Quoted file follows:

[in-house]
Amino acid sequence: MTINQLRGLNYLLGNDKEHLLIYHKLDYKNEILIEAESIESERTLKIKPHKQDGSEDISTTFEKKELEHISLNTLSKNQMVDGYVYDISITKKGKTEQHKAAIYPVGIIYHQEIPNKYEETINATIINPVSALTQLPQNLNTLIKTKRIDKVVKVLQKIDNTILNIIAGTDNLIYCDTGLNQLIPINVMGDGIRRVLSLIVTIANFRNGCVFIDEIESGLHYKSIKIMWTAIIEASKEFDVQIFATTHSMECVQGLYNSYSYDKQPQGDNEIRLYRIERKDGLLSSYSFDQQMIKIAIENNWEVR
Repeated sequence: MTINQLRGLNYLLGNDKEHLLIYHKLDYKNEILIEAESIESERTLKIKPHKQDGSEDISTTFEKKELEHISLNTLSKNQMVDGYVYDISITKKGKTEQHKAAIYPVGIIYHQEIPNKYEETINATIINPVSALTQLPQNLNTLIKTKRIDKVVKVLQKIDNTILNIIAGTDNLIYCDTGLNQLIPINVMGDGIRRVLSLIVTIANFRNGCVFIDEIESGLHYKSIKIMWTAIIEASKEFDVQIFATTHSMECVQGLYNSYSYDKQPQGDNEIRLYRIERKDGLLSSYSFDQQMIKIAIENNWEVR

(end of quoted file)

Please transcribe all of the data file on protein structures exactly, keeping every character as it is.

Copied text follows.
[in-house]
Amino acid sequence: MTINQLRGLNYLLGNDKEHLLIYHKLDYKNEILIEAESIESERTLKIKPHKQDGSEDISTTFEKKELEHISLNTLSKNQMVDGYVYDISITKKGKTEQHKAAIYPVGIIYHQEIPNKYEETINATIINPVSALTQLPQNLNTLIKTKRIDKVVKVLQKIDNTILNIIAGTDNLIYCDTGLNQLIPINVMGDGIRRVLSLIVTIANFRNGCVFIDEIESGLHYKSIKIMWTAIIEASKEFDVQIFATTHSMECVQGLYNSYSYDKQPQGDNEIRLYRIERKDGLLSSYSFDQQMIKIAIENNWEVR
Repeated sequence: MTINQLRGLNYLLGNDKEHLLIYHKLDYKNEILIEAESIESERTLKIKPHKQDGSEDISTTFEKKELEHISLNTLSKNQMVDGYVYDISITKKGKTEQHKAAIYPVGIIYHQEIPNKYEETINATIINPVSALTQLPQNLNTLIKTKRIDKVVKVLQKIDNTILNIIAGTDNLIYCDTGLNQLIPINVMGDGIRRVLSLIVTIANFRNGCVFIDEIESGLHYKSIKIMWTAIIEASKEFDVQIFATTHSMECVQGLYNSYSYDKQPQGDNEIRLYRIERKDGLLSSYSFDQQMIKIAIENNWEVR